The weather is a changeable phenomenon. The scientists of Newcastle University (Great Britain) have analyzed the current changes of extreme weather conditions in European cities. According to the results of the research, until 2050-2100 such natural disasters as floods, heatwaves and droughts will occur much oftener than earlier.
Using all the available climate models and weather data, the team showed the results by 3 possible scenarios – low, middle and high. The research shows us that even in an optimistic case, the number of days with heatwaves will increase in all European cities.
South European cities will experience the largest amount of hot days and central cities will get the highest temperature from +2 °C to +7 °C for low-impact scenario and from +8 °C to +14 °C for the high-impact scenario.
All 571 cities studied saw a worsening in heatwaves and the high-impact scenario predicted southern Europe experiencing droughts 14 times worse than today.
The lead author, Selma Guerreiro, said: “Although southern European regions are adapted to cope with droughts, this level of change could be beyond the breaking point.
“Furthermore, most cities have considerable changes in more than one hazard, which highlights the substantial challenge cities face in managing climate risks.”
Besides, in southern cities, much more droughts will occur and in northern cities – floods.
According to the predictions, British Isles will bear the brunt of the worst floods. In accordance with the optimistic prognosis, about 85% of British cities located on rivers will face the most intensive floods. In accordance with the high-impact scenario, in a half of British cities, the water level will rise by more than 50% in the rivers.
The scientists believe that weather conditions in Almería and Málaga will change to worse until 2051-2100. These cities will experience extremely strong droughts, stronger than in 1951-2000. In general, circa 98% European cities should wait for very strong droughts.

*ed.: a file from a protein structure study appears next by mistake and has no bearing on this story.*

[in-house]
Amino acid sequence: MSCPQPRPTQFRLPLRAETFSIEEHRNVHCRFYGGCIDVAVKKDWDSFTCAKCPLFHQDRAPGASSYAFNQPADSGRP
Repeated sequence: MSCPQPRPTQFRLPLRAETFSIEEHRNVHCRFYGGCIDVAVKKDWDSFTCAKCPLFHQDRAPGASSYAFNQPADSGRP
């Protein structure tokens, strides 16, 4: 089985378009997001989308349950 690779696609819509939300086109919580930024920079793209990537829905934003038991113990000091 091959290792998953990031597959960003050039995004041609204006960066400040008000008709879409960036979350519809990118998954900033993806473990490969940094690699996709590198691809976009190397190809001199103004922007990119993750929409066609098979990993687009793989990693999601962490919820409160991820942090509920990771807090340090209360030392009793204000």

Dublin, Helsinki, Riga, Vilnius and Zagreb will probably experience the extremest floods. According to the high-impact scenario, in these cities rivers will increase by more than 80%.
The implications of the study in terms of how Europe adapts to climate change are far-reaching, says Professor Richard Dawson, co-author and lead investigator of the study.
“The research highlights the urgent need to design and adapt our cities to cope with these future conditions.
“We are already seeing at first hand the implications of extreme weather events in our capital cities. In Paris, the Seine rose more than 4 metres above its normal water level. And as Cape Town prepares for its taps to run dry, this analysis highlights that such climate events are feasible in European cities too.”
Heatwaves in Europe
Stockholm and Rome could see the greatest increase in the number of heatwave days, while Prague and Vienna could see the greatest increase in maximum temperatures during heatwaves.
Lisbon and Madrid are in the top capital cities for increases in frequency and magnitude of droughts, while Athens, Nicosia, Valletta and Sofia might experience the worst increases in both drought and heatwaves.
Professor Dawson, who sits on the scientific steering committee for the conference, said: “A key objective for this conference is to bring together and catalyse action from researchers, policymakers and industry to address the urgent issue of preparing our cities, their population, buildings and infrastructure for climate change.”
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